Several studies of transportation and economic development impacts have recognized the extent to which changes in accessibility triggered by transportation improvements may translate into business cost savings and contribute to a region's economic competitiveness. This paper specifies and empirically tests a general model that captures the intensity of business activity (at the zip code level) as a function of local and regional accessibility, agglomeration economies, and region-specific effects. The geographic area of analysis is a four-county region in Maryland. The econometric analysis establishes a significant association between transportation supply and business activity in the study area. The findings suggest a clear positive association between access to primary highway facilities and the level of economic activity. The results also confirm expectations that roads with higher functional form and capacity are likely to be spatially associated with a higher intensity of economic activity. The models described in the paper provide the basis for examining regional economic effects related to new transportation facilities.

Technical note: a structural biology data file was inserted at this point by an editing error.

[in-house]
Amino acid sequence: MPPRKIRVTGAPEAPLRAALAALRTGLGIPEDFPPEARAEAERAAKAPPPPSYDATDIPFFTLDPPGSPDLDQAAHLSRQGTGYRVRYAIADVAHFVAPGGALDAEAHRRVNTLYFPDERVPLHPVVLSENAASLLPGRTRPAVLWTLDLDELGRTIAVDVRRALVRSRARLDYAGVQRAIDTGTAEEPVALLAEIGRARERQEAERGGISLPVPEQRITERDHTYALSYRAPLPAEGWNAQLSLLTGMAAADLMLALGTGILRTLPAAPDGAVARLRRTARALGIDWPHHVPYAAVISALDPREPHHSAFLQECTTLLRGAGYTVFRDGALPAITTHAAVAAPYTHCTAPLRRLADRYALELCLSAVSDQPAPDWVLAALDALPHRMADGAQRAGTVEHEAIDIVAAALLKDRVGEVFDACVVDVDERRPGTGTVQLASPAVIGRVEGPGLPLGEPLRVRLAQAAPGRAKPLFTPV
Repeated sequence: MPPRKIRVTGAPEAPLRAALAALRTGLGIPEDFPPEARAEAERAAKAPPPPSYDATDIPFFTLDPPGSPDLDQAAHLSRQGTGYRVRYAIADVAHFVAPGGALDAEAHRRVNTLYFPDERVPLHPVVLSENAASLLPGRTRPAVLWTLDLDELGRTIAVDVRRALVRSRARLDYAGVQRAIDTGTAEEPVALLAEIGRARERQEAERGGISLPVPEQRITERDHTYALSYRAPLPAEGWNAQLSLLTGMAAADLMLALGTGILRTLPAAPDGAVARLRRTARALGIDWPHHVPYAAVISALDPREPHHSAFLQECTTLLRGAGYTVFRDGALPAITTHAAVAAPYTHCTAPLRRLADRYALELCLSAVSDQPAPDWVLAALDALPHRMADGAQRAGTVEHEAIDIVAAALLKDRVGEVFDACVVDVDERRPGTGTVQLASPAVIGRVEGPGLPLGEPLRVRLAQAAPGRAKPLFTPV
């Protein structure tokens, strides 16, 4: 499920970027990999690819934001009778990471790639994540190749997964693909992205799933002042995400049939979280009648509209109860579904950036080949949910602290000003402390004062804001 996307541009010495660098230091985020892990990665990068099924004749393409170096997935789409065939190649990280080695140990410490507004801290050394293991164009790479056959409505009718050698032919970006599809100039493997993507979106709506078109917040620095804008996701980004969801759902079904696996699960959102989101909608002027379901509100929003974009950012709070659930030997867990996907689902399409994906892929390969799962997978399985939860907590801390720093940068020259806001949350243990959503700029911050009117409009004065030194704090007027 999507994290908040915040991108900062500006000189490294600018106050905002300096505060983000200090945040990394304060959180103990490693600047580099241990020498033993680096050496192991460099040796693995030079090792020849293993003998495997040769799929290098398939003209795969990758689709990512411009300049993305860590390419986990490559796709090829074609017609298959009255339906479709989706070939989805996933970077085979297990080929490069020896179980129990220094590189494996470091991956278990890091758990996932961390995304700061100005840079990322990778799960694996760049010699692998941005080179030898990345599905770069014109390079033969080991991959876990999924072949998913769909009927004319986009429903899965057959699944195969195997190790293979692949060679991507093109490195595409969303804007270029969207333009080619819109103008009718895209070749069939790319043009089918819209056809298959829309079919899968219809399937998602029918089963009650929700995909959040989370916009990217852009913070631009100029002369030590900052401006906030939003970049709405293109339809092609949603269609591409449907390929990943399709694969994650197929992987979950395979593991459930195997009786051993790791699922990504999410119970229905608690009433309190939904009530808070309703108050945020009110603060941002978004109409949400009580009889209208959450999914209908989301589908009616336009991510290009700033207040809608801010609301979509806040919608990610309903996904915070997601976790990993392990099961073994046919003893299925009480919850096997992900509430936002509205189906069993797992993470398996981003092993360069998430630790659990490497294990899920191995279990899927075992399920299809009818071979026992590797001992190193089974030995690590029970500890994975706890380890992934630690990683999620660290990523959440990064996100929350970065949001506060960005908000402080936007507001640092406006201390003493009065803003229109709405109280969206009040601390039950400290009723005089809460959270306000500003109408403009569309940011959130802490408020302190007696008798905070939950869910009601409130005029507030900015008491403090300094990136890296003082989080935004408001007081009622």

ASJC Scopus subject areas
- Civil and Structural Engineering
- Mechanical Engineering